By: Mona Dajani, Partner and Global Head of Energy and Infrastructure, Pillsbury Winthrop Shaw Pittman LLP
July 1, 2020
While stay-at-home orders, travel restrictions and global supply chain constraints have led to renewable energy project delays, and challenges securing financing and monetizing federal tax credits, there’s consensus among industry observers that renewable energy needs to be part of the solution in the economic recovery from COVID-19. Investor interest in renewables remains strong, and sustainable values have become all the more pressing during this pandemic.
“I am more convinced than ever that this is the right thing to do, and we need to crack on with it,” BP CEO Bernard Looney recently told The Guardian newspaper.
BP announced that it will accelerate – not slow down – its planned transition to a lower-carbon economy. BP’s fresh commitment to achieve net-zero emissions will balance the carbon footprint of its fossil fuel products with reductions elsewhere, including building more wind and solar farms. Moreover, on June 15, BP reaffirmed its view that oil and natural gas prices and consumer demand for fossil fuels may never fully recover. The company said it is reevaluating whether it will develop all of its fossil fuel assets, and is writing off up to $17.5 billion in the second quarter.
Other energy supermajors including Shell, Enel, Total, and Aramco, are also doubling down on renewables, as climate impacts mount, pressure to cut carbon grows, and investors seek favorable rates of return in the sector.
Growth in Sustainable Investment
Post-pandemic, we will continue to see a shift in the fundamentals of doing business. Despite market volatility, U.S.-listed sustainable funds are seeing record inflows this year. While this growing focus on sustainability is promising, the lack of transparent and meaningful standards remains both a challenge and an opportunity with ESG investing.
Companies promising a sustainable future should be asked which global standard they support to achieve transparency for all their sustainability claims.
The Importance of Standards Remains
With so many buzzwords and so little standardization surrounding climate-related investments, it’s been easy to talk the talk without walking the walk. For that reason, market analysts from Moody’s to Dow Jones are helping score the over $12 trillion of sustainability investments of which ESG investing is part. Financial institutions, energy companies and the C&I sector are seeking a universal climate benchmark to accelerate the transition to renewable energy. And renewable energy advocates have begun to examine how corporate sustainability goals are measured. In a report issued last fall, ACORE outlined ways ESG scoring can be improved to better reflect renewable energy use and investment.
One mechanism for improved transparency is CDP, formerly known as the Carbon Disclosure Project. This nonprofit runs a global disclosure system for investors, companies, cities, states and regions to manage their environmental impacts. As of today, more than 8,400 companies have submitted climate disclosure reports and received a score for their awareness of the issues, management methods, and action on renewable energy and other solutions.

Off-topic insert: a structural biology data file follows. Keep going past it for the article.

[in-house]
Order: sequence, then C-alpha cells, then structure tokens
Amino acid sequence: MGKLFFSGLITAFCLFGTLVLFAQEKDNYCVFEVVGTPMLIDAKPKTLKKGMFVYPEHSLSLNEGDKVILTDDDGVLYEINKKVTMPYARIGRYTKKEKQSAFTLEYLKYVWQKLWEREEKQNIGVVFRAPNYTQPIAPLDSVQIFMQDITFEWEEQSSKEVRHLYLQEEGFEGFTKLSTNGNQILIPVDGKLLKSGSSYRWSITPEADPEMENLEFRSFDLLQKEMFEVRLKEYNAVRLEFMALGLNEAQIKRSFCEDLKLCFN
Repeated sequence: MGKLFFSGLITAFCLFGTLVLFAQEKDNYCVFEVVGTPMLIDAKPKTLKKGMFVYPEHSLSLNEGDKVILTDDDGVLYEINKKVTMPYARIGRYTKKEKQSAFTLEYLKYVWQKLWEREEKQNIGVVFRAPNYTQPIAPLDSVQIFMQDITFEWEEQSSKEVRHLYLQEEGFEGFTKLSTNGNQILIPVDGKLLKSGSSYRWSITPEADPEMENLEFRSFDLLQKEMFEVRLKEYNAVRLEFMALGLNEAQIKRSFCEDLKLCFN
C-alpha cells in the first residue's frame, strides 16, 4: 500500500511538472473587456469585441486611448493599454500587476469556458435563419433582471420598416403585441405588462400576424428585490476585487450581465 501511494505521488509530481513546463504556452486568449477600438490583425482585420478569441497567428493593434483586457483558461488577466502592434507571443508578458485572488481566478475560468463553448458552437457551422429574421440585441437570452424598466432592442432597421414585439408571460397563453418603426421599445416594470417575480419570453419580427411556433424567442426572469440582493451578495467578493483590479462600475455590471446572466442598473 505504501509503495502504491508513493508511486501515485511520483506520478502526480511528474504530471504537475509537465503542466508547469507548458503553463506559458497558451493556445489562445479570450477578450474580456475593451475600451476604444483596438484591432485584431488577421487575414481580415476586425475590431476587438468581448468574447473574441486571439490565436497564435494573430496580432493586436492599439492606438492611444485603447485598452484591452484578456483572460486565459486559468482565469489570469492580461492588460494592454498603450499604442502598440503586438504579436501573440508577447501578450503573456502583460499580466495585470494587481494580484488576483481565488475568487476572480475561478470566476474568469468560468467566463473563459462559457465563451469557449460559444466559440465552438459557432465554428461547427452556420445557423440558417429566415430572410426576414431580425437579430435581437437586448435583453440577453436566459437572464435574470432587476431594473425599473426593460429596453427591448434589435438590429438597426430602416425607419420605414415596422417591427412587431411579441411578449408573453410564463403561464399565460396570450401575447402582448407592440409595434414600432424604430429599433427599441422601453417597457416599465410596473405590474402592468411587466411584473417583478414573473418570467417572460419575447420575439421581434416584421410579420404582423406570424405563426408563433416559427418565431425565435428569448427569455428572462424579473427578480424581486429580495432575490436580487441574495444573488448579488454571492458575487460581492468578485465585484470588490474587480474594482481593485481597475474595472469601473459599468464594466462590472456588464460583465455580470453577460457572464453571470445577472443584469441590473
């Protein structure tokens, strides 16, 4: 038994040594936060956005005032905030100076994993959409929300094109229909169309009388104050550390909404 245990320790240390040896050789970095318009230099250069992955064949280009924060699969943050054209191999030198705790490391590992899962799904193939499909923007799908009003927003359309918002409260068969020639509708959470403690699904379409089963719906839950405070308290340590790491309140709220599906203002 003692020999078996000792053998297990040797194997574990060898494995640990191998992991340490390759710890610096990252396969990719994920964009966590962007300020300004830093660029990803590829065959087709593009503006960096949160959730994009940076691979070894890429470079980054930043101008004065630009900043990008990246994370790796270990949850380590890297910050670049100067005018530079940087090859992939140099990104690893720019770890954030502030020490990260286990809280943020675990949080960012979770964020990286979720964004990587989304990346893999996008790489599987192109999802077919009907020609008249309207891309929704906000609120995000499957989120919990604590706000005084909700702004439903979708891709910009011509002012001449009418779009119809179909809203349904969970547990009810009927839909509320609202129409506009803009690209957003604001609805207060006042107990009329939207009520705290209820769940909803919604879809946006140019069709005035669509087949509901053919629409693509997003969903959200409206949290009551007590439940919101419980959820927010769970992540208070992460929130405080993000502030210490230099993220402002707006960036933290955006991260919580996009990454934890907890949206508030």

In addition, prominent U.S. public investment firms like Hannon Armstrong, a company solely dedicated to investments in climate change solutions, use proprietary methodologies like Hannon’s Carbon Count Score to incorporate climate risk into their investment strategies. As these markets expand, standardizing and optimizing these disclosure and rating methodologies becomes increasingly important.
From the Business Roundtable’s “Purpose of a Corporation” declaration to forward-looking planning at businesses of all sizes across the U.S. and the world, there is an increasing recognition that the future will belong to companies taking tangible steps today to build a more sustainable and prosperous tomorrow.
Mona Dajani is a partner and the international leader of the Energy, Infrastructure & Water team at Pillsbury Winthrop Shaw Pittman in the New York and London offices. As a market dealmaker in the renewable energy industry for over 20 years, she has led numerous acquisitions, dispositions, financing, leasing, and project development transactions involving energy and infrastructure facilities in the U.S. and globally.
Ms. Dajani, who holds an MBA as well as a law degree and is a professional licensed engineer, also works with a wide array of commercial and public institutions, sponsors, private equity funds, utilities, investment banks and others in the structuring and negotiation of joint ventures, project contracts and financing connected to the development, financing and leasing of complex energy and infrastructure projects, equipment and facilities. Ms. Dajani was identified for her work in renewable energy as one of “The Decade’s Most Influential Lawyers” by the National Law Journal, and was named one of the “Five Most Influential People in Energy” by Euromoney/Institutional Investor.